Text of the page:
Fashions are fleeting, but traditional styles endure
To remind Koreans of the beauty of traditional clothing that has largely vanished from wardrobes prior to the upcoming national holiday, and to mark the 70th anniversary of Korea’s liberation from Japanese colonial rule, the Hanbok Advancement Center, an affiliate of the Korea Craft and Design Foundation (KCDF), kicked off a special exhibition titled “Hanbok, Our Beloved” on Tuesday at the Blue House Sarangchae, the visitor center for the presidential residence in central Seoul. The exhibition runs until Nov. 1.
“Through looking at the use of different fabrics, materials and patterns, I believe visitors to the exhibition will be able to witness the flow of the cultural and social trends in hanbok for the past 70 years since Korea’s liberation,” said Choi Jeong-cheol, director of the KCDF. “Many people comment on hanbok, saying it is beautiful or it is too uncomfortable as everyday wear, so the Hanbok Advancement Center has been making efforts to think of ways to promote our beautiful traditional costume and bring it back into our daily lives.”
Although Sarangchae’s Special Exhibition Hall is quite small, the Hanbok Advancement Center decided to display nearly 90 different hanbok for the exhibition, saying that they “show the changes and trends in hanbok in the past 70 years since Korea’s liberation.”
“For important events in and outside the country, President Park often wears hanbok,” said Seo Bong-ha, artistic director of the exhibition. “By being seen wearing hanbok on such important occasions, she has contributed in disseminating the beauty of our traditional clothing.”
Other garments worn by famous people are also on display, such as the fur vest former President Syngman Rhee wore over the top of his hanbok during winter and flower-print hanbok worn by his wife, Francesca Donna Rhee. There is also a bright red hanbok worn by Miss Korea Kim Seong-heui during the 1977 Miss Universe beauty pageant that won the Best National Costume Award.
Other unique hanbok can be spotted at the exhibition including the “88 Seoul Olympic Hanbok,” which features the five-colored Olympic rings on a pure white jeogori and chima (skirt) to represent the Korean people, once called the “white-clad folk” for their typically white hanbok.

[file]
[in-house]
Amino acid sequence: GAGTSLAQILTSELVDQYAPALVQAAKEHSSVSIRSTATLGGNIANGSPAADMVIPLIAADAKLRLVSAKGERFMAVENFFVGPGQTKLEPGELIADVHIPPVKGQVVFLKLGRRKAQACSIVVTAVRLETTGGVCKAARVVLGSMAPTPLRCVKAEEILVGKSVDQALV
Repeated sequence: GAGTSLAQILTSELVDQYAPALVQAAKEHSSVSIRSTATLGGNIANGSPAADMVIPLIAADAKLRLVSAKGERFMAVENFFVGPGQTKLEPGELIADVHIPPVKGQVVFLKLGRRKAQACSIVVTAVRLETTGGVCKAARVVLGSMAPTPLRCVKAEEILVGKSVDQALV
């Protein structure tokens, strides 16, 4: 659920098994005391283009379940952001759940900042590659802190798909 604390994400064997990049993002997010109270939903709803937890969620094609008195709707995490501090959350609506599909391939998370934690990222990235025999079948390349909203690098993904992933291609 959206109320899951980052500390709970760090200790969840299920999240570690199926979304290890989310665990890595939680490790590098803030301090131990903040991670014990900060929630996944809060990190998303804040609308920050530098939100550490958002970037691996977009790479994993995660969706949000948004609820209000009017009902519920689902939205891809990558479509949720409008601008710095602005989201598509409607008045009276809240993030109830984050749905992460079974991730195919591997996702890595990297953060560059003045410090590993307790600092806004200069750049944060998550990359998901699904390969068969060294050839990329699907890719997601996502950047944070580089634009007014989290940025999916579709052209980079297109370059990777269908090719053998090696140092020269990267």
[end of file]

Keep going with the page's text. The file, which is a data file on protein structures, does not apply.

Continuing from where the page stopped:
After the Korean War, nylon, a novel material, was introduced to bring about a new wave of changes in the style of dress, according to Seo. Moreover, in the 1960s expensive fabrics that could previously only be imported from Japan and China, such as brocade and velvet, began to be manufactured in Korea.
At the end of the exhibit, visitors can see the latest modern hanbok from contemporary fashion designers in an effort to popularize the garb.
“Recently, I see many young Koreans walking around in hanbok with a very modernized design,” said Seo. “I personally think it is a very good sign, and I thank fashion designers for designing such comfortable hanbok. I mean, even I who love hanbok wouldn’t want to walk around wearing the old-style hanbok that can be quite uncomfortable for everyday wear. I hope people get encouraged to wear such hanbok after visiting the exhibition.”
Another exhibition is being prepared to promote modernized hanbok, trying to show the universal beauty that can be witnessed in contemporary designs as well as traditional styles. Lee Young-hee, one of the most celebrated hanbok designers, is presenting a panorama of her 40 years of hanbok designs at Dongdaemun Design Plaza from Sept. 23 to Oct. 9. Since her debut at a Paris fashion show in 1993, Lee has established herself as Korea’s pioneering traditional-style dress designer, organizing more than 400 overseas fashion shows.
Lee has been designing new styles of hanbok that are simple yet fashionable for today’s consumers. She often has said that in order to bring hanbok into the modern era, it is necessary to get rid of excessive decorations. Therefore, she removed the goreum from the jeogori.
She even did away with the jeogori for some designs, sending models down the runway in only colorful hanbok chima starting with her 1994 Paris collection. Some traditional hanbok designers criticized her pieces saying they are not hanbok as they do not have the same silhouette, but such has been her approach to modernizing the garb. Conversely, many have praised her work, calling it the “clothing of the wind.”
Her show, “Lee Young-hee Exhibition - Wind, Hope,” will be an opportunity to witness what kind of hanbok fashion Lee has been pursuing for the past 40 years while resolving any misunderstandings about hanbok without jeogori, according to the organizer. Models will appear wearing one of Lee’s designs each day at 2 and 4 p.m. For more information, visit www.leeyounghee.co.kr.
BY YIM SEUNG-HYE [firstname.lastname@example.org]